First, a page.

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Letters from Santa

Chad Coleman/Mercer Island Reporter The Mercer Island Post Office receives dozens of letters to Santa each year. Postal workers make sure they all get to the North Pole in time for Christmas.  -
Chad Coleman/Mercer Island Reporter The Mercer Island Post Office receives dozens of letters to Santa each year. Postal workers make sure they all get to the North Pole in time for Christmas.
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Postal workers deliver each wish list with care

By Elizabeth Celms
Mercer Island Reporter

Mercer Island mail carrier Jesse Rainwater smiles every time he receives a letter addressed “To Santa” on his daily route. This month alone, Rainwater has sifted through about 30 letters from Island children. Some are written in crayon, others are addressed to the North Pole. Many envelopes are decorated with drawings: snowmen, Rudolph, “I love you’s” and hearts.

“They are usually written in kids’ handwriting,” Rainwater said. “And then parents write a few things, like the return address or ‘North Pole’ underneath Santa’s name.”

Every year, Mercer Island mail carriers sift through hundreds of “Dear Santa” letters, most during the holiday season. Employees at the Mercer Island Post Office carefully bundle up these handwritten envelopes and send them on to the Consumer Affairs office in Seattle. The letters are then forwarded to Santa’s helpers, volunteer “elves” recruited by the Postal Service to read and reply to every child’s letter on behalf of Santa Claus himself.

Even if the letters don’t have the correct postage for travel to the North Pole — or no postage at all — the U.S. Postal Service makes sure that every letter continues on its way to Santa’s elves.

“These letters never go back as ‘undeliverable,’” said Mercer Island postal worker Trevor Denpsey. “We always pass them on.”

He and his fellow employees treat each letter to Santa with as much care as any other parcel that comes through, making sure the envelopes are sent swiftly to the Consumer Affairs office in Seattle so they can be delivered to Santa’s helpers before the Dec. 21 deadline.

Dana Blakeslee, manager of Consumer Affairs, said the office receives thousands of Santa letters throughout the year. Even if a letter arrives after the Dec. 21 Christmas deadline, Santa’s helpers will still reply, she added.

“Just today we had a shipment of some 500 letters,” Blakeslee said. “Usually the bulk comes in sometime after October and before Christmas Eve.”

Just like all employees of the United States Postal Service, Santa’s helpers must go through a background check and interview process before receiving the job. Once Consumer Affairs has approved an aspiring helper (after getting the final OK from Santa himself, of course) the volunteer has the honor of opening and reading each letter passed on to him and writing back on behalf of Santa. It’s a big job: carefully reading through a wish list of toys, checking whether each child has been naughty or nice, and resisting the temptation to eat treats often sent to Santa along with the letter.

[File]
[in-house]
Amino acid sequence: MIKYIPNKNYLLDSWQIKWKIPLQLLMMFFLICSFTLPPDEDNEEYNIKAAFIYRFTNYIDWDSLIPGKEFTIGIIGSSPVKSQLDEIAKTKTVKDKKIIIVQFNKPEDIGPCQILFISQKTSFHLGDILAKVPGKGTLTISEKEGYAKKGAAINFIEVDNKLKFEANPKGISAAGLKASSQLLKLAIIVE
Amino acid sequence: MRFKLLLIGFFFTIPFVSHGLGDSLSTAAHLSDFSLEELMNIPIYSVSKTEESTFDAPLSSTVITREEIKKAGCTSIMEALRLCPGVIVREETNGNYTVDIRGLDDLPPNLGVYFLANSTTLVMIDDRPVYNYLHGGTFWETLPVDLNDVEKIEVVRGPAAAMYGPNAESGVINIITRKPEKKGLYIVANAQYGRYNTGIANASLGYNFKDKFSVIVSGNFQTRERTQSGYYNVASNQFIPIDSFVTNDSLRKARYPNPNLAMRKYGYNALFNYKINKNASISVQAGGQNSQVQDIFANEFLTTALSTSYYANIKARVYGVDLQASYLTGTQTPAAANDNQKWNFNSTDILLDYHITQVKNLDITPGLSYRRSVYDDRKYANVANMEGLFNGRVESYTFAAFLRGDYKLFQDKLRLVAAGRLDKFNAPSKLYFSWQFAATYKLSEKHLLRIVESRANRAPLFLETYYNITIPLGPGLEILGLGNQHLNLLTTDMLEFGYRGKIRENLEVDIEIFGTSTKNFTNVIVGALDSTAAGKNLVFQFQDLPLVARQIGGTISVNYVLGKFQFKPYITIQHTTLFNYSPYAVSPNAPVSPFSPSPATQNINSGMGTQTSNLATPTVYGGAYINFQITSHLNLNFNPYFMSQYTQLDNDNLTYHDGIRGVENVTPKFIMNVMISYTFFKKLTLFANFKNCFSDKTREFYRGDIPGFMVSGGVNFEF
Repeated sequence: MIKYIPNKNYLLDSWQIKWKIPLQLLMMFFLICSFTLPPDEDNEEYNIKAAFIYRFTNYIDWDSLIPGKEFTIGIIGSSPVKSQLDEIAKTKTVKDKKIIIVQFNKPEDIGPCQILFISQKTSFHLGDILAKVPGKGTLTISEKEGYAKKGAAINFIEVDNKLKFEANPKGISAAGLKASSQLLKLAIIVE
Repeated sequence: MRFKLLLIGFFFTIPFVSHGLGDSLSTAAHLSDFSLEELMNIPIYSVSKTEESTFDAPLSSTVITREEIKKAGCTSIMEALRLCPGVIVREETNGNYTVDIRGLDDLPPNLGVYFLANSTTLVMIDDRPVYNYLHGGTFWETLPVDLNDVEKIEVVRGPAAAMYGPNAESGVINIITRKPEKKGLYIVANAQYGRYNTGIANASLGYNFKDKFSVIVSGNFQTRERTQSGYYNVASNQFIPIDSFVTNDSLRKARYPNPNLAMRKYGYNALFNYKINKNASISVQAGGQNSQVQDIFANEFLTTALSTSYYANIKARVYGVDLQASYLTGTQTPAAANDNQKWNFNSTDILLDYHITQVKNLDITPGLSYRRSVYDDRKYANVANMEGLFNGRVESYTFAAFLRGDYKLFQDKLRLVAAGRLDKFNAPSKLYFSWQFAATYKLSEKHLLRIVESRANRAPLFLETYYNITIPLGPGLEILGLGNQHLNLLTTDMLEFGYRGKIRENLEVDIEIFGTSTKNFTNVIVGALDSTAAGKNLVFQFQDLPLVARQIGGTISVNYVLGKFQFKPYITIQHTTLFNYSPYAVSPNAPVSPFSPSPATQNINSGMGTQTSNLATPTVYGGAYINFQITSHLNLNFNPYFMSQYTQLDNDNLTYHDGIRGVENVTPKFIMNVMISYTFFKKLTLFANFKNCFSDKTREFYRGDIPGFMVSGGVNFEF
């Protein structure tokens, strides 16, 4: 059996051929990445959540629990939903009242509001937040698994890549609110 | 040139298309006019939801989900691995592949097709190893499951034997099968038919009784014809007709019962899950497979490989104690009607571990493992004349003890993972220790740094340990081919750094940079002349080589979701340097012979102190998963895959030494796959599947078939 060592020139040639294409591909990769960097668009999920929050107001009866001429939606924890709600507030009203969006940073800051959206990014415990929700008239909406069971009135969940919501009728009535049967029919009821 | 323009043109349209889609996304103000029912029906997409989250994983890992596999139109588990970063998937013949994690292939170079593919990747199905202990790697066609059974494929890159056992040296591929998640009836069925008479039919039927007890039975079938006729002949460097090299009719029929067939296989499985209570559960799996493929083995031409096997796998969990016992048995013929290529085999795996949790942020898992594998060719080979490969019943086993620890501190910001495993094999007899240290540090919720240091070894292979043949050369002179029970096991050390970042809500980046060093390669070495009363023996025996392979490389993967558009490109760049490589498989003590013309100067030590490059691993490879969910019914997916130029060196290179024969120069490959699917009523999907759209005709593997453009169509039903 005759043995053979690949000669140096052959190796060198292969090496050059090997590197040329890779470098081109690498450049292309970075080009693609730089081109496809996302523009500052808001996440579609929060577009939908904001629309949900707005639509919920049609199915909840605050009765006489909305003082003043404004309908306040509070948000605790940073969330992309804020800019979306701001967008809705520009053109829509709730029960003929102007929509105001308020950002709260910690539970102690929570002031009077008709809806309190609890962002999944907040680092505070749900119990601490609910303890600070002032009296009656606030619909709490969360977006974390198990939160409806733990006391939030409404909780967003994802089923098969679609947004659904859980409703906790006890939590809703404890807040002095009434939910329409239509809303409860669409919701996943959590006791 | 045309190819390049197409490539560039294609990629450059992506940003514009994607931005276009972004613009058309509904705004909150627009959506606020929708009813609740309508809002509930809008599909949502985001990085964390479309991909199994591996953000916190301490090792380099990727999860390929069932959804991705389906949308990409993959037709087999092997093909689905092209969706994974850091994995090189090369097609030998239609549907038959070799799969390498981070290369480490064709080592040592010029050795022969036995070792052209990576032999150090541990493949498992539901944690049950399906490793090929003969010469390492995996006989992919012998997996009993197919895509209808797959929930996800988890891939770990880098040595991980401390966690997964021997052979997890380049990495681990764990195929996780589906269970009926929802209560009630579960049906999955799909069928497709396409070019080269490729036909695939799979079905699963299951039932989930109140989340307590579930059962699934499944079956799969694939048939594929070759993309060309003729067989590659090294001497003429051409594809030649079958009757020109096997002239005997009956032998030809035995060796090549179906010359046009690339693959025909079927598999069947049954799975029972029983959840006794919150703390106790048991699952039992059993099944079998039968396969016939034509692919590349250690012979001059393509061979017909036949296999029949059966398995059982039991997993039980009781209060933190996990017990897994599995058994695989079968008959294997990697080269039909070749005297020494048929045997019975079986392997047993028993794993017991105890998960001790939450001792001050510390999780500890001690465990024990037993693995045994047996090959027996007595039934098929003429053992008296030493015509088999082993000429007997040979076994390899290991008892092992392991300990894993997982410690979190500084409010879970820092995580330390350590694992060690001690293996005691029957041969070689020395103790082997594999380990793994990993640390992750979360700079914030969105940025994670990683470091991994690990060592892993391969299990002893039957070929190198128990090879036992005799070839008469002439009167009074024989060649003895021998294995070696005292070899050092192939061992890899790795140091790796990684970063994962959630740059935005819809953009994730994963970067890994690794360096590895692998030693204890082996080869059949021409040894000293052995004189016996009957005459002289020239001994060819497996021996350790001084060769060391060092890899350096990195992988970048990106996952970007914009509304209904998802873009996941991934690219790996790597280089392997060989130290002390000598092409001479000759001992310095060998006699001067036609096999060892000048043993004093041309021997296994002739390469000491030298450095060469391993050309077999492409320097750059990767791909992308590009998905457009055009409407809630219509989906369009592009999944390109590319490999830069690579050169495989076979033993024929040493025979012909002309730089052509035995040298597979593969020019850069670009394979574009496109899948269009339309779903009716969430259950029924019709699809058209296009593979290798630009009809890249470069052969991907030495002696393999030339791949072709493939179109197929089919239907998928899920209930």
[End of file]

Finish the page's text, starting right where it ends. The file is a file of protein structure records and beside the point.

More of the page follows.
“The thing that tickles me is what they put inside — all sorts of little presents and cookies for Santa. Sometimes the children even draw their own stamp or use Easter seals. It’s so adorable,” said Blakeslee, who has spoken with many of Santa’s helpers long-distance over the phone from the North Pole. Often times, Mr. Claus will write back to the children himself, she added.

Islander Kara Brodman has been sending letters from her 9-year-old twins, Jackson and Shelby, off to the North Pole for several years now. Every December she drops her children’s letters into the post and, sure enough, the children get a response before Christmas.

“It’s really cool because I know that someone is actually reading my letters,” said Shelby Brodman, looking over the letter her brother got from Santa two years ago.

“Dear Jackson,” the letter reads, “Thank you for your wonderful letter. You are in our thoughts. The elves are hard at work in the workshop making so many wonderful things for Christmas for all my special little boys and girls. Sometimes if you listen very, very hard, you can hear them whistle while they work. Merry Christmas! Santa.”

Brodman said she is amazed that, given all the work Santa’s helpers have at this time of year, they manage to respond to each and every child.

“I think the helpers are just wonderful. This is the busiest time of the year, and they’re taking their time to make Christmas magical for kids,” she said.

The mother of two saves every letter that her children receive from Santa. It’s a magical Christmas memory she knows they will never want to forget, especially when grown.

This year, Brodman’s children are still waiting for that special envelope from the North Pole. They are sure it will show up any day now. And so is Brodman.

“I can’t wait to get to the mailbox and see what it says,” she said. “I can’t wait to see the look on their faces.”

Community Events, April 2014

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